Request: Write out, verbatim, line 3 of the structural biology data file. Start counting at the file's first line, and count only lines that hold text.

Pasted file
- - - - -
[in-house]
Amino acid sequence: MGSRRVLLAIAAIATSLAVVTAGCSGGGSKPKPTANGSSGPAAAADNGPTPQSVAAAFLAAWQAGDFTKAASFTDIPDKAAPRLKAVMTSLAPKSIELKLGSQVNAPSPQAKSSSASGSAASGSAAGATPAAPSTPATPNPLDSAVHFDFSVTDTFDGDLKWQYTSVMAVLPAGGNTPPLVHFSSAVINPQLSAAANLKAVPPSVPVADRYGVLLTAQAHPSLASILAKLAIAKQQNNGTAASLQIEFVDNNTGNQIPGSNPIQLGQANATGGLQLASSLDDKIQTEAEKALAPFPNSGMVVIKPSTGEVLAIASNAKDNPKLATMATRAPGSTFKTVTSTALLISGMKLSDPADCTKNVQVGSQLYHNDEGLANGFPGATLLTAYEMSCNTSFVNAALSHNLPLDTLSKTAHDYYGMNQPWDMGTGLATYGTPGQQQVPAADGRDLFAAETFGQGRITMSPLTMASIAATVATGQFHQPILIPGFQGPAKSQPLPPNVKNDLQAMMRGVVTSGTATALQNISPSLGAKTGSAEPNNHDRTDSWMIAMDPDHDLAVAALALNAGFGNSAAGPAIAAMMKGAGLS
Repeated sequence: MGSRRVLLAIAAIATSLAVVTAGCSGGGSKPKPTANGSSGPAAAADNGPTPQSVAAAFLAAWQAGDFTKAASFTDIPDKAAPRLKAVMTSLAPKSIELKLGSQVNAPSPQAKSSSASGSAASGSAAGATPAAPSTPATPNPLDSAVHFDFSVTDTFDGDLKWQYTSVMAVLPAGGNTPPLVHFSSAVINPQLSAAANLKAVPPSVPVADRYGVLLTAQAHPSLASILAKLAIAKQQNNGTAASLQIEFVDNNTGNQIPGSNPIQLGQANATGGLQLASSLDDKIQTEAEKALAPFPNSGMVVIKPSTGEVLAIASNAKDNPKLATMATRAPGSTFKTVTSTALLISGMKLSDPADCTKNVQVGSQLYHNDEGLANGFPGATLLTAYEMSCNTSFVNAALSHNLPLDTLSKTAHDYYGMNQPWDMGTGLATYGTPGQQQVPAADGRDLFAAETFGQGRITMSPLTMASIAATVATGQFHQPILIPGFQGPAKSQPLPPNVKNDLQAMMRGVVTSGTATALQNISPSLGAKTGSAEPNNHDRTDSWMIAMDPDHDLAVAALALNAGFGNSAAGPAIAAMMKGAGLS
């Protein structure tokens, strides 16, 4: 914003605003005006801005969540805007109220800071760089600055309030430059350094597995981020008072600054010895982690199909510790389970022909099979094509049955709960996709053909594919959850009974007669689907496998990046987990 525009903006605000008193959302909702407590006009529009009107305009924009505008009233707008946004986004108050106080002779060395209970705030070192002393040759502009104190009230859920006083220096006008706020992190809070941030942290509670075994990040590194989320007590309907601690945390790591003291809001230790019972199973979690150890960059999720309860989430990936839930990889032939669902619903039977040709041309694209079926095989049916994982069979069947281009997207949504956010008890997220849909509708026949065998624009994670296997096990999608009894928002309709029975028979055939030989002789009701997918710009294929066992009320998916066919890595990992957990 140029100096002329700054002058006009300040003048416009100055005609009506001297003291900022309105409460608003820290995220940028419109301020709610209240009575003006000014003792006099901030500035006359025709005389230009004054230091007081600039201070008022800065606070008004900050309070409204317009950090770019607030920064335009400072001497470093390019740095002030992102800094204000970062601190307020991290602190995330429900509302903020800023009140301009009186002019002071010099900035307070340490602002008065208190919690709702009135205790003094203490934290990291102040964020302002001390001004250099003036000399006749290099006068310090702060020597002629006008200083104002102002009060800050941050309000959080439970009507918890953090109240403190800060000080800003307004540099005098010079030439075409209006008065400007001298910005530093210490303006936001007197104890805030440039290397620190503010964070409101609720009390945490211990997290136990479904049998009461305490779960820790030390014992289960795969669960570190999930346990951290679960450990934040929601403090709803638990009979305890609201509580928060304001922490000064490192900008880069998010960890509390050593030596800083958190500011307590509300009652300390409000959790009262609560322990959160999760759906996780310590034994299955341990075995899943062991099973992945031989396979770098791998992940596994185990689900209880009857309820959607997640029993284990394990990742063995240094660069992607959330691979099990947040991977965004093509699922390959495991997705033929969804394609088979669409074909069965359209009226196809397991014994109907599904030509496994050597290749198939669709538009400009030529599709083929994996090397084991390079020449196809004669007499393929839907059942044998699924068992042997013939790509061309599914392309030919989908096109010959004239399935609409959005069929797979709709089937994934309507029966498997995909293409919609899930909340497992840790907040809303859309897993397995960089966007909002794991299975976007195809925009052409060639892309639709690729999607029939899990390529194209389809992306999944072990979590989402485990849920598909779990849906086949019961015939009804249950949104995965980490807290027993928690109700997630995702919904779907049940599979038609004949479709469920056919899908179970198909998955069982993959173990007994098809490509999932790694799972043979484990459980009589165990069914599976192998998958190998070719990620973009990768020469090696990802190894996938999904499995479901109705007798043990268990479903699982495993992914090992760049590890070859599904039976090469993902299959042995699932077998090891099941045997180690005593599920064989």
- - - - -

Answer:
Repeated sequence: MGSRRVLLAIAAIATSLAVVTAGCSGGGSKPKPTANGSSGPAAAADNGPTPQSVAAAFLAAWQAGDFTKAASFTDIPDKAAPRLKAVMTSLAPKSIELKLGSQVNAPSPQAKSSSASGSAASGSAAGATPAAPSTPATPNPLDSAVHFDFSVTDTFDGDLKWQYTSVMAVLPAGGNTPPLVHFSSAVINPQLSAAANLKAVPPSVPVADRYGVLLTAQAHPSLASILAKLAIAKQQNNGTAASLQIEFVDNNTGNQIPGSNPIQLGQANATGGLQLASSLDDKIQTEAEKALAPFPNSGMVVIKPSTGEVLAIASNAKDNPKLATMATRAPGSTFKTVTSTALLISGMKLSDPADCTKNVQVGSQLYHNDEGLANGFPGATLLTAYEMSCNTSFVNAALSHNLPLDTLSKTAHDYYGMNQPWDMGTGLATYGTPGQQQVPAADGRDLFAAETFGQGRITMSPLTMASIAATVATGQFHQPILIPGFQGPAKSQPLPPNVKNDLQAMMRGVVTSGTATALQNISPSLGAKTGSAEPNNHDRTDSWMIAMDPDHDLAVAALALNAGFGNSAAGPAIAAMMKGAGLS